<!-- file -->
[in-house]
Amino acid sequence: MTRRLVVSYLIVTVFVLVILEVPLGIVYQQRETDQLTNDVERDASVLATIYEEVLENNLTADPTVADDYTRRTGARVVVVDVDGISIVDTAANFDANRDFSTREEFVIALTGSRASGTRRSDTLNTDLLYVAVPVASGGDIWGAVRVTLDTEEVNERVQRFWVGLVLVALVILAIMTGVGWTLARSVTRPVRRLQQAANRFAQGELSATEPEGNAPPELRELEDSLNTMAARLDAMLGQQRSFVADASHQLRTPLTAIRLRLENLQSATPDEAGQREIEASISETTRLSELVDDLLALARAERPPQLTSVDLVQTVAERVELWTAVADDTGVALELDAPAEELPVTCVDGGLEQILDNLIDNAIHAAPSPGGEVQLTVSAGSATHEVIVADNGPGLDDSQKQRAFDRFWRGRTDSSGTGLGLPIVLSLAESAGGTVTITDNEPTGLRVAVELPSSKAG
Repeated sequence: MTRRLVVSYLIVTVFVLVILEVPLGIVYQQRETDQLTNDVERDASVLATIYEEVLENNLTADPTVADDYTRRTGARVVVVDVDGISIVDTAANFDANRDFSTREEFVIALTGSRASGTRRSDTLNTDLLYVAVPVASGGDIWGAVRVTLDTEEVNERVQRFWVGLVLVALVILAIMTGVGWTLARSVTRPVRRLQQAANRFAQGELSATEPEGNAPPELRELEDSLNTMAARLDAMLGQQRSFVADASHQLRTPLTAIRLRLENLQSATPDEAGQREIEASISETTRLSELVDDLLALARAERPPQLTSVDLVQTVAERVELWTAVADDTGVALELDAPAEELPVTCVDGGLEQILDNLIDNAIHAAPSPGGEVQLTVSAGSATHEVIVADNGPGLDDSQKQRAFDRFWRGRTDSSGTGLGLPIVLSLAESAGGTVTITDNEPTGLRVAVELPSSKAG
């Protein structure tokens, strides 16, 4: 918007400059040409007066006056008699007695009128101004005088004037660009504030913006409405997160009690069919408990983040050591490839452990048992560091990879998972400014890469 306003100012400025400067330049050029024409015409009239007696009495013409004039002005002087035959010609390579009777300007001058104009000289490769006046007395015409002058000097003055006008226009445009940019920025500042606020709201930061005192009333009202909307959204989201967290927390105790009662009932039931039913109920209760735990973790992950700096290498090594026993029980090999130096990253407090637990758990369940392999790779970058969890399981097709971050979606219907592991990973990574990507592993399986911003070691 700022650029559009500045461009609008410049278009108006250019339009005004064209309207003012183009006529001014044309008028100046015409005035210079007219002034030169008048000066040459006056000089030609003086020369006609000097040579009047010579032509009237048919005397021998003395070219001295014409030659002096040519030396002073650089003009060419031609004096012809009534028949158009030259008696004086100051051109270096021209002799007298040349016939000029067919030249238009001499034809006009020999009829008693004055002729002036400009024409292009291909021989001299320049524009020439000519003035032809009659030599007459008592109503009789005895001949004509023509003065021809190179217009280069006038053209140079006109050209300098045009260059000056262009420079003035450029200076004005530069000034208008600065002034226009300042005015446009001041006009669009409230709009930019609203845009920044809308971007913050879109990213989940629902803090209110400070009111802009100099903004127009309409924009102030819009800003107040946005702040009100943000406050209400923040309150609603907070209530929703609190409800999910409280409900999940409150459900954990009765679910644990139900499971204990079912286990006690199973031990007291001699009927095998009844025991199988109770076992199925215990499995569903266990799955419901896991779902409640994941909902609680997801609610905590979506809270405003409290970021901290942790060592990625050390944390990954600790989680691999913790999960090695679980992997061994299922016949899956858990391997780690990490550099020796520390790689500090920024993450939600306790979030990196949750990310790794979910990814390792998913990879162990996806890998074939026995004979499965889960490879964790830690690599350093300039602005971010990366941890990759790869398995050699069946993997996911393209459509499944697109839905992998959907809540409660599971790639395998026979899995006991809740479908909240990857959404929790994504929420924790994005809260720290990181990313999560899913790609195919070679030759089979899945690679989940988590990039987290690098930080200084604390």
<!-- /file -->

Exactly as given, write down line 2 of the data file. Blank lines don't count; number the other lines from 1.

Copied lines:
Amino acid sequence: MTRRLVVSYLIVTVFVLVILEVPLGIVYQQRETDQLTNDVERDASVLATIYEEVLENNLTADPTVADDYTRRTGARVVVVDVDGISIVDTAANFDANRDFSTREEFVIALTGSRASGTRRSDTLNTDLLYVAVPVASGGDIWGAVRVTLDTEEVNERVQRFWVGLVLVALVILAIMTGVGWTLARSVTRPVRRLQQAANRFAQGELSATEPEGNAPPELRELEDSLNTMAARLDAMLGQQRSFVADASHQLRTPLTAIRLRLENLQSATPDEAGQREIEASISETTRLSELVDDLLALARAERPPQLTSVDLVQTVAERVELWTAVADDTGVALELDAPAEELPVTCVDGGLEQILDNLIDNAIHAAPSPGGEVQLTVSAGSATHEVIVADNGPGLDDSQKQRAFDRFWRGRTDSSGTGLGLPIVLSLAESAGGTVTITDNEPTGLRVAVELPSSKAG